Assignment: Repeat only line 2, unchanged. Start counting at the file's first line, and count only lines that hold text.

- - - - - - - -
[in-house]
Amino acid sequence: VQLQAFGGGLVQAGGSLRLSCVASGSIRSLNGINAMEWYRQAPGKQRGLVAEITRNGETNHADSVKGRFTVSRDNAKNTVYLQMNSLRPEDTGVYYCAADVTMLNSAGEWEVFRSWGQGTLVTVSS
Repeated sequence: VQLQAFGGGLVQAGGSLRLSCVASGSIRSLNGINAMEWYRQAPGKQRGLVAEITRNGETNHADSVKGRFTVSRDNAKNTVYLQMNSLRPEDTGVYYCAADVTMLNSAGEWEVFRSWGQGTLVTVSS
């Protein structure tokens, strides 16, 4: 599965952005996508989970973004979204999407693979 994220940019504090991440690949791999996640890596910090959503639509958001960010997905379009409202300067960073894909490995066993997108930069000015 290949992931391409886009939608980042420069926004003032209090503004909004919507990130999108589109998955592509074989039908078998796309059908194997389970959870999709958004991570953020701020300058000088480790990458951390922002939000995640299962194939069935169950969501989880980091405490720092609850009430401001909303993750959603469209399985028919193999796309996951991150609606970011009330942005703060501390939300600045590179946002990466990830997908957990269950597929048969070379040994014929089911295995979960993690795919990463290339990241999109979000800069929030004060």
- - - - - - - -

Amino acid sequence: VQLQAFGGGLVQAGGSLRLSCVASGSIRSLNGINAMEWYRQAPGKQRGLVAEITRNGETNHADSVKGRFTVSRDNAKNTVYLQMNSLRPEDTGVYYCAADVTMLNSAGEWEVFRSWGQGTLVTVSS